The current situation where FedEx is struggling with so-called ‘labour shortages’ and declining performance, while its rival UPS is maintaining its staff and achieving much better performance outcomes is symptomatic of the whole neoliberal era that has relied on the creation of a fictional world where they tried to make us believe that cutting wages, cutting job security, denying rights of association, imposing onerous key indicators (delivery times etc), and, all the rest of us, was the way forward to prosperity.
All my career I have been railing against that myth.
It seems that finally the evidence is mounting that more people are waking up to the lies.
Unions are good for workers (usually) unless they become corrupted by officials bought off by management.
Secure work is good for workers, who have fixed nominal commitments (like mortgages) and do not want the uncertainty of fluctuating wages.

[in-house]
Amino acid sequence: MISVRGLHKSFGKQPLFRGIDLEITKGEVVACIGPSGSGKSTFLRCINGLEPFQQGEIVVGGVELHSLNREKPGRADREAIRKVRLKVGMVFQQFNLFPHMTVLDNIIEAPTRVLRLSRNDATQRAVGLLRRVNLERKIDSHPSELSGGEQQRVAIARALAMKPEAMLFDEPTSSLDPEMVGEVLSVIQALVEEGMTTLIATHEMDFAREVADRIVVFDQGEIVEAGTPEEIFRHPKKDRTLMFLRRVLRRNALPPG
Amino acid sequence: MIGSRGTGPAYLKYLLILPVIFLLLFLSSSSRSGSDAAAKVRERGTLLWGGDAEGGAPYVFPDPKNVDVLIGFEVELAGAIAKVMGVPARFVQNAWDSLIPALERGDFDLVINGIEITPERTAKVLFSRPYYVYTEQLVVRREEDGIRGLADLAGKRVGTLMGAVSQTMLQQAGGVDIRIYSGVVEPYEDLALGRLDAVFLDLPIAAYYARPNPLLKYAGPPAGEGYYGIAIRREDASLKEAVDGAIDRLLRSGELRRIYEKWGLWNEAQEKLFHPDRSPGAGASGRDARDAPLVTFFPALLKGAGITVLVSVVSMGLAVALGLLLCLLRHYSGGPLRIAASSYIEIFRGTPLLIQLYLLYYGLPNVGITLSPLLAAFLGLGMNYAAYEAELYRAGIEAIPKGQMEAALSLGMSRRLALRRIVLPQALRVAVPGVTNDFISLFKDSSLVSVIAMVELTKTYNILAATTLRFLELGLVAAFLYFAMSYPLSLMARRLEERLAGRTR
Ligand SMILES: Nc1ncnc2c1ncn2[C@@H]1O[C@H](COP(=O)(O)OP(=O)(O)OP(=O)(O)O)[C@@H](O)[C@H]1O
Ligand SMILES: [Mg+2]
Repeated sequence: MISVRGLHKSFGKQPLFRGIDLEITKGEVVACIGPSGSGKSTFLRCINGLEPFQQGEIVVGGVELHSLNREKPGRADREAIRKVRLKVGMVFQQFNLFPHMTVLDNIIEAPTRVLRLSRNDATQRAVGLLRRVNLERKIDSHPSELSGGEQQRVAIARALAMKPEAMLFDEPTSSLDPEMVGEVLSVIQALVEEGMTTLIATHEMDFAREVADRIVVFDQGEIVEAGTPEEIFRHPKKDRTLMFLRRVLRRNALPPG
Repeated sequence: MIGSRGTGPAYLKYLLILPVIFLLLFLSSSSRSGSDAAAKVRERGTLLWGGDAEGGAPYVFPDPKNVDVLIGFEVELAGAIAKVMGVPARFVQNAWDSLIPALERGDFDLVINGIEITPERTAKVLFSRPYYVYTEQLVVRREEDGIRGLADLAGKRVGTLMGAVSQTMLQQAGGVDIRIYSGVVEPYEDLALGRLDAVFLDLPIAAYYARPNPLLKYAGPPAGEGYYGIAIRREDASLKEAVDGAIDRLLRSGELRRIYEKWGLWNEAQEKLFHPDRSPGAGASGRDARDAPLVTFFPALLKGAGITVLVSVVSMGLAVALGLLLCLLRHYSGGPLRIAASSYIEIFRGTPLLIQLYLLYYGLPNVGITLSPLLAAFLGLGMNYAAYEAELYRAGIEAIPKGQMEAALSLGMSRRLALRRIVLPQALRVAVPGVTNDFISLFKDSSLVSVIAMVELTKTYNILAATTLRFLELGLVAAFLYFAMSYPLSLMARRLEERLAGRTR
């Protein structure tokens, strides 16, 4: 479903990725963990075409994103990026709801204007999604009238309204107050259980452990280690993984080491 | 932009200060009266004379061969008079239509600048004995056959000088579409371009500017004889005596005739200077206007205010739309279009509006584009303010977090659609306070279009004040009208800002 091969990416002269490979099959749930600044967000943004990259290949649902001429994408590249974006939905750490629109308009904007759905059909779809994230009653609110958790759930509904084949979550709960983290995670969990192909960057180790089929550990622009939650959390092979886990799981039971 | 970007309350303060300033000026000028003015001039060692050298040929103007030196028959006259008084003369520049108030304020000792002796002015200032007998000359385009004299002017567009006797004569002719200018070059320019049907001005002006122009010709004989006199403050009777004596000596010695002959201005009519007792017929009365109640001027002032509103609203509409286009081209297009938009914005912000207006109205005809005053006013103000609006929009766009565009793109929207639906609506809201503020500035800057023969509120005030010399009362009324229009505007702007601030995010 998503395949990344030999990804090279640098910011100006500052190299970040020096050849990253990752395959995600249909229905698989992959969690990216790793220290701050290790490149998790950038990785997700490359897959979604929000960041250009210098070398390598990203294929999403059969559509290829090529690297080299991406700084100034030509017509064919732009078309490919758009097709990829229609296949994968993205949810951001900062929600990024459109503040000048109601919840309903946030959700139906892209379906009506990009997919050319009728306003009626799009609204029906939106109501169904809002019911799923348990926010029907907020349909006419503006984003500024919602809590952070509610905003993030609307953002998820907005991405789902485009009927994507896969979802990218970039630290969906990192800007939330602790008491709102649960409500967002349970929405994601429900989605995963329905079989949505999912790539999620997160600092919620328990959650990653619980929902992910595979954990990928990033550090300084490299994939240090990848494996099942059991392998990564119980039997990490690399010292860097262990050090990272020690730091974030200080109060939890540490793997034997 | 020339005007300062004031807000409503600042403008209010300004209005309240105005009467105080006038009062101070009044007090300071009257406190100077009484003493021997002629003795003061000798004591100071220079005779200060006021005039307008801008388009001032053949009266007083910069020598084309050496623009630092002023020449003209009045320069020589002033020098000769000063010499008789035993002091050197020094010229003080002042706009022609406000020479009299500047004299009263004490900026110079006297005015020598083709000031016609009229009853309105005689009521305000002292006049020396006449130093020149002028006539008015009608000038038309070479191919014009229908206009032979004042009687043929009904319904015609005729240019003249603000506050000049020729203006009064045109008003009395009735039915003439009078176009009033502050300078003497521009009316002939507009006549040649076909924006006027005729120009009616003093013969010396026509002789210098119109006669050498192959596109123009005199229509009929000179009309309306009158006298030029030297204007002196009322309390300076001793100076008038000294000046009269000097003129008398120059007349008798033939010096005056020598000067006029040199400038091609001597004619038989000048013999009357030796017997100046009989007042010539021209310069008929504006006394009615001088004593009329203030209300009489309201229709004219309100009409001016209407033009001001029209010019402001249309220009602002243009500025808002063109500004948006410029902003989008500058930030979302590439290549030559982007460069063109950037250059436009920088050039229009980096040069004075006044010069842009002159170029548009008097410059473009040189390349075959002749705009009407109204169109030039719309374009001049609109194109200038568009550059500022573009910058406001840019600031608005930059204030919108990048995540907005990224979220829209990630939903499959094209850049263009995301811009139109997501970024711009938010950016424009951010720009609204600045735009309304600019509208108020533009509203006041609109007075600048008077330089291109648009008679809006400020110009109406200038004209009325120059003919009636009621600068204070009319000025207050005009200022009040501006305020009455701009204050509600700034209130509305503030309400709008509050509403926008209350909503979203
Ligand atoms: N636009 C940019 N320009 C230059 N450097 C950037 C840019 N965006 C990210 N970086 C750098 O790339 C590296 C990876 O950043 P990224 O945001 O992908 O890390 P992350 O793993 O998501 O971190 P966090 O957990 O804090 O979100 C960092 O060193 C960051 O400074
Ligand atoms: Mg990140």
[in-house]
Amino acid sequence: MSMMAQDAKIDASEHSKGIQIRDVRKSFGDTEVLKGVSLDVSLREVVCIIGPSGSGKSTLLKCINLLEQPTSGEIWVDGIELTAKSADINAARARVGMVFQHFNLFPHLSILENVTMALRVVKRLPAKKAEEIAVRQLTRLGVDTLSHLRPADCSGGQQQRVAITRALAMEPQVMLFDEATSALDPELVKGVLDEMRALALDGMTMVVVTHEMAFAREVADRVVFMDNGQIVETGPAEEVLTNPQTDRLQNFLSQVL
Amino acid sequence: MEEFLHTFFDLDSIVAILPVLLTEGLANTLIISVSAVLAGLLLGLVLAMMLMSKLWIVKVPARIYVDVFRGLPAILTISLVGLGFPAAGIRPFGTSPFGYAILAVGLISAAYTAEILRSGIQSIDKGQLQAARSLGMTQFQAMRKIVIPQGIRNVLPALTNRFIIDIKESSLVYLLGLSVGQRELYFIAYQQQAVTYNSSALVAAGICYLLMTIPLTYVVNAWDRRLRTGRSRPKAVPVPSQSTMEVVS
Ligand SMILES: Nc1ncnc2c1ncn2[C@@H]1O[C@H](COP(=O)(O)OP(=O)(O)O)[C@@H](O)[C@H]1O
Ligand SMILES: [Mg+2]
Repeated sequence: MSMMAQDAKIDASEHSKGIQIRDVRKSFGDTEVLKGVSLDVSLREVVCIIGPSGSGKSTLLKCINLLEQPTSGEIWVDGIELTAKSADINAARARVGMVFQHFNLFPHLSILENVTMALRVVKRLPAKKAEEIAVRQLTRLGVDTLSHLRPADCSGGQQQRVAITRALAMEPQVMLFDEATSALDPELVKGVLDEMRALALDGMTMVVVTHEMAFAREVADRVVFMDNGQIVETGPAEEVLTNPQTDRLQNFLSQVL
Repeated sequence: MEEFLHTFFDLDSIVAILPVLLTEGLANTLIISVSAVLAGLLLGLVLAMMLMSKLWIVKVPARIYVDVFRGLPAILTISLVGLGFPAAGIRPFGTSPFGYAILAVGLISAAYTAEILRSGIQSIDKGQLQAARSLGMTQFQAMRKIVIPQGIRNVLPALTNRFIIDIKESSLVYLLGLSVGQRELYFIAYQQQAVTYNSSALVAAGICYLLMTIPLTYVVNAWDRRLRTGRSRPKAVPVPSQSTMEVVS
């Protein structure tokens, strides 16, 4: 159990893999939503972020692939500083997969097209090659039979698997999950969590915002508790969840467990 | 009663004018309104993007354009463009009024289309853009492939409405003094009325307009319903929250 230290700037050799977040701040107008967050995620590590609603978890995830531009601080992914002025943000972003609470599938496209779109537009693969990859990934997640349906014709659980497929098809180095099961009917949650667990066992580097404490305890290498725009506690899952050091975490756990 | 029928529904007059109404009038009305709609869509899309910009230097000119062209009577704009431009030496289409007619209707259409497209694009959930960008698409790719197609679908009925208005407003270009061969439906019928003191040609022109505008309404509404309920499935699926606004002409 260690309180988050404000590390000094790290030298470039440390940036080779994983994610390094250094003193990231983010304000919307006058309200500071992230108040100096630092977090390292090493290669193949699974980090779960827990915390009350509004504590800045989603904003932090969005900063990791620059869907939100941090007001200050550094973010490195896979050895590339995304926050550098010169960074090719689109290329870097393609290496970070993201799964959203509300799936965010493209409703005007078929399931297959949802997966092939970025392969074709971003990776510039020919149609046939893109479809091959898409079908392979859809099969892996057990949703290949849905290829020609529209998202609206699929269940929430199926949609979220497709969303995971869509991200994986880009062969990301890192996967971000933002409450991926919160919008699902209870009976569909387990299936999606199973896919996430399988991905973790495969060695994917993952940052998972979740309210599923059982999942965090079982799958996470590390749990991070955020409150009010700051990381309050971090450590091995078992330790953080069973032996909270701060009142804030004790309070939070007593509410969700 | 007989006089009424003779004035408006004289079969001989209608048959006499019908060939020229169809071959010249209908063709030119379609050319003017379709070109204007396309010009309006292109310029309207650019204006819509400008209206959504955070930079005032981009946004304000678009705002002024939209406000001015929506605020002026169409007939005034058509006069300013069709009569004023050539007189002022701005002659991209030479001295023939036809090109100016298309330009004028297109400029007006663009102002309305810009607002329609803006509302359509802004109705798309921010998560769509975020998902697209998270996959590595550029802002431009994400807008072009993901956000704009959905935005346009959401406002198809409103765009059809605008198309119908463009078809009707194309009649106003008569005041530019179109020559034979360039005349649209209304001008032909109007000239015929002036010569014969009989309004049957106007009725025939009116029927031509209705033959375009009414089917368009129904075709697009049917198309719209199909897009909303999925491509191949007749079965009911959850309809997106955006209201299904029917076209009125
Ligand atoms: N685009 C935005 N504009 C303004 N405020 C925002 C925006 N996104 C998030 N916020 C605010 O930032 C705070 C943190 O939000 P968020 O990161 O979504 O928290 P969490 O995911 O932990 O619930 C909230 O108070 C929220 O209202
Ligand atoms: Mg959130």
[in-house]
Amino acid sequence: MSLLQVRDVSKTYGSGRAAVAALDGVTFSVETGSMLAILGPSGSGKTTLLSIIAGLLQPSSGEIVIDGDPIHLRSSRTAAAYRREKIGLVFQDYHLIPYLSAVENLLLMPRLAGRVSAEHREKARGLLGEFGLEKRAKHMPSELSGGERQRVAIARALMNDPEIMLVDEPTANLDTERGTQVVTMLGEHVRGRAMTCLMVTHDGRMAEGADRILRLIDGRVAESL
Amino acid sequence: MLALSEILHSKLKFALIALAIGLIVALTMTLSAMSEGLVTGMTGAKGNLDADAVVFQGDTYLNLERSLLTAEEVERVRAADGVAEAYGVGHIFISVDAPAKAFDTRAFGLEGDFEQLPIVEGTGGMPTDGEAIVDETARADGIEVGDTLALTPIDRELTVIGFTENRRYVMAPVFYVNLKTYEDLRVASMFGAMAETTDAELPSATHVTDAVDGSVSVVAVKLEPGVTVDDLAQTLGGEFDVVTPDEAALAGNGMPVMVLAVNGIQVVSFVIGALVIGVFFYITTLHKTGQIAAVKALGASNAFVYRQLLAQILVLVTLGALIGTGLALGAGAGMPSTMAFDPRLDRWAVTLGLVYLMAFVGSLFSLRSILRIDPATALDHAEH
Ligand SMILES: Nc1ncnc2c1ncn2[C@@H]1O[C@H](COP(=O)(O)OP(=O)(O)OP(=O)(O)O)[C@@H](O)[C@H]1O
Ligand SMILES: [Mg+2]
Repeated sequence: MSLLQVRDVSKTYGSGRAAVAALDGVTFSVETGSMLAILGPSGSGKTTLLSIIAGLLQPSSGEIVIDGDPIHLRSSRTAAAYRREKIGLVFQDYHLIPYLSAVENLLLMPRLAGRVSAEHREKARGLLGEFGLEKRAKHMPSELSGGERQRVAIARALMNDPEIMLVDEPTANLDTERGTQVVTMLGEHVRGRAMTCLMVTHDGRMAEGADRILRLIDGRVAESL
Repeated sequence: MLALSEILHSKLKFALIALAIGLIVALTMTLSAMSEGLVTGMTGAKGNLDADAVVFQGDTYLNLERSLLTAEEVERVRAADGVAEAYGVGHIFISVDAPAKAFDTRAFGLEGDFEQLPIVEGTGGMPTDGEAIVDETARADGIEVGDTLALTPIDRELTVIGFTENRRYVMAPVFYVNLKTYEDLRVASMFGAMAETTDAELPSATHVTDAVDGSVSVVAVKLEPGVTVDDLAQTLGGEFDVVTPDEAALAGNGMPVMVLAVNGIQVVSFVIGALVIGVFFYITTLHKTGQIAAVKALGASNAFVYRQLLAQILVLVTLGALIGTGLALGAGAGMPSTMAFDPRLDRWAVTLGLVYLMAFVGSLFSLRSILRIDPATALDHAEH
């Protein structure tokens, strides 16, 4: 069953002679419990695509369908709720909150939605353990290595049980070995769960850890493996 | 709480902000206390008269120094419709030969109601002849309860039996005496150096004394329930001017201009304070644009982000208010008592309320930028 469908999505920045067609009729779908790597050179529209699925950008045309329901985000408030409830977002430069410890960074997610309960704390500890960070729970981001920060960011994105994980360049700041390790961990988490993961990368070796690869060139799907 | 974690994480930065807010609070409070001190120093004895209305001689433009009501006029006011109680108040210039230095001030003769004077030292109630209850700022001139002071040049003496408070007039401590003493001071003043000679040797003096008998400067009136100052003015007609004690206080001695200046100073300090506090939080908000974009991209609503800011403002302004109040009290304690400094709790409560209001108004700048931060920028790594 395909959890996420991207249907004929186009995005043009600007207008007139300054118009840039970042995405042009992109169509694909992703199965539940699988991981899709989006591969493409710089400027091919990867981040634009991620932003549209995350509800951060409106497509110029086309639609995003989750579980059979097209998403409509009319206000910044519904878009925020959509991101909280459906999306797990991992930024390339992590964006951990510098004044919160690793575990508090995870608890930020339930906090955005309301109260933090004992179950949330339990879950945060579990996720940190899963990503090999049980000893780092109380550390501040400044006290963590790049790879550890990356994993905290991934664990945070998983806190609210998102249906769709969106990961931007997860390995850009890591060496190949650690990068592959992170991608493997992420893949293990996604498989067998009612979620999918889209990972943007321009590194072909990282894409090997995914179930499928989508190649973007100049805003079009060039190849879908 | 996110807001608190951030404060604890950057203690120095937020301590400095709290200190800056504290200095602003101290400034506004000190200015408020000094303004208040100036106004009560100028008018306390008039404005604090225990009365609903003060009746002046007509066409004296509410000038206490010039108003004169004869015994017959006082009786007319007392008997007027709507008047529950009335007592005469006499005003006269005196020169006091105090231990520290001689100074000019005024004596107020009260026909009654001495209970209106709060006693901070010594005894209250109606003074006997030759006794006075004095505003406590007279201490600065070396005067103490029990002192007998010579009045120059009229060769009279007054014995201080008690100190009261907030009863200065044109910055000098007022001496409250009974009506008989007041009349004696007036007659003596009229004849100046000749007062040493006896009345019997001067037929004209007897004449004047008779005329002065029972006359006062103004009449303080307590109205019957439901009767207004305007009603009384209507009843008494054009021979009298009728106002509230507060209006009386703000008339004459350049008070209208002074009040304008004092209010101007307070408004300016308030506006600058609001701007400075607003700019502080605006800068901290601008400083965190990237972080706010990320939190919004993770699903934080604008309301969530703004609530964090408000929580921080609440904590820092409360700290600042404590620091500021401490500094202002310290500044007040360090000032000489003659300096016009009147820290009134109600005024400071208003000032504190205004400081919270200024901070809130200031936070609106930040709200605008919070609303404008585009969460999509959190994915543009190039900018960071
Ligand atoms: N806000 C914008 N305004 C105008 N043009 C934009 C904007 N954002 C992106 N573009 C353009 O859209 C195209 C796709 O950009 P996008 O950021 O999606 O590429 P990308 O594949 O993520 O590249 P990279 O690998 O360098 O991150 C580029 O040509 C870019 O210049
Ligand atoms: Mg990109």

But, moreover, as Keynes argued in the 1930s, these so-called ‘rigidities’ (as the conservatives like to construct them as) are also good for sustaining profit.
Sure enough, the neoliberal era has allowed capital to build up massive profits – but the system cannot be sustained under these circumstances.
Eventually it will crash.
That is enough for today!
(c) Copyright 2021 William Mitchell. All Rights Reserved.
This Post Has 19 Comments
Thanks for the link to the Business Week article. It’s rare to see something in the mainstream media that argues for the multiple advantages of unionized workplaces.